The Court’s finding that the tax authority’s delayed filing of its claim has no consequence is also a cause for concern. While timelines are to an extent nonbinding, in this case, the tax authority had filed its claim after the resolution plan had been approved by the committee of creditors. If claims could be entertained at this late stage, it would throw a spanner into the resolution process as resolution applicants and other stakeholders would have no certainty on the quantum of claims involved. To date, all creditors, financial and operational, including tax authorities, are required to file their claims with the resolution professional, and courts have, on several occasions, disallowed  claims of tax authorities when filed after the prescribed period.

This judgment will have significant implications on how statutory dues are treated under resolution plans as well as on the role that tax and other governmental authorities will play in the resolution process. The order of priority under Section 53 is important as it determines the liquidation value payable to different classes of creditors. The treatment accorded to different classes of creditors through the liquidation waterfall represents conscious policy choices on the part of the legislature on how to divide the pie when there isn’t enough for everyone. Even if the debtor company does not go into liquidation, liquidation value is still relevant in the context of a resolution plan as operational creditors are required to receive at least liquidation value in a resolution. If tax authorities are to be treated as secured creditors, the liquidation value applicable to them would be much higher than that of other operational creditors. This in turn will dilute the amounts payable to other secured creditors (largely banks and financial institutions) as well as to stakeholders such as workmen and employees. Such a drastic change to the scheme of the IBC is best left to the legislature and it is surprising that the Supreme Court has made a pronouncement that goes against not only the core building blocks of the IBC, but also its own prior decisions on the subject.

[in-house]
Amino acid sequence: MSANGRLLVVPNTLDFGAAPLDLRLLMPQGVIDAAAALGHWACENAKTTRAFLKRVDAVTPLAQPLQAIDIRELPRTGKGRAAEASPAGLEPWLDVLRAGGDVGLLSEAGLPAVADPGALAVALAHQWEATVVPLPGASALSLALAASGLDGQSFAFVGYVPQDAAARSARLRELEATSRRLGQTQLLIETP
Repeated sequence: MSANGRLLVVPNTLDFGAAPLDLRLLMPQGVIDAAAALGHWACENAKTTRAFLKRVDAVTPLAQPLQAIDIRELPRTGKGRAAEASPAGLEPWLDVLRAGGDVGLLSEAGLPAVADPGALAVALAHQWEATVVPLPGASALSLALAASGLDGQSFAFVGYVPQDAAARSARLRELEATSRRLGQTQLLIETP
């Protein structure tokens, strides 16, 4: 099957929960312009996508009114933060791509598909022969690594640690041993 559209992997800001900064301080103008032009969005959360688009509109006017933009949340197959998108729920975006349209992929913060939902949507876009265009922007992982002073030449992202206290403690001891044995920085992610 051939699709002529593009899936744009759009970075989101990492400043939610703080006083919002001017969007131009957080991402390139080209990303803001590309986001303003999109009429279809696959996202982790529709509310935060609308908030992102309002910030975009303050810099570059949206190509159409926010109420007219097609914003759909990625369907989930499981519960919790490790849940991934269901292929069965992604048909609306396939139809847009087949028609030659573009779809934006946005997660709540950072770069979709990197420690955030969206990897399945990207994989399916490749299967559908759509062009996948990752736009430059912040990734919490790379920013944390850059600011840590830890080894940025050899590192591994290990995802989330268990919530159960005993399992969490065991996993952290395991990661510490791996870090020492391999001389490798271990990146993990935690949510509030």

Aparna Ravi is a partner at Samvad Partners Advocates and was a member of the Bankruptcy Law Reform Committee. The views expressed are personal.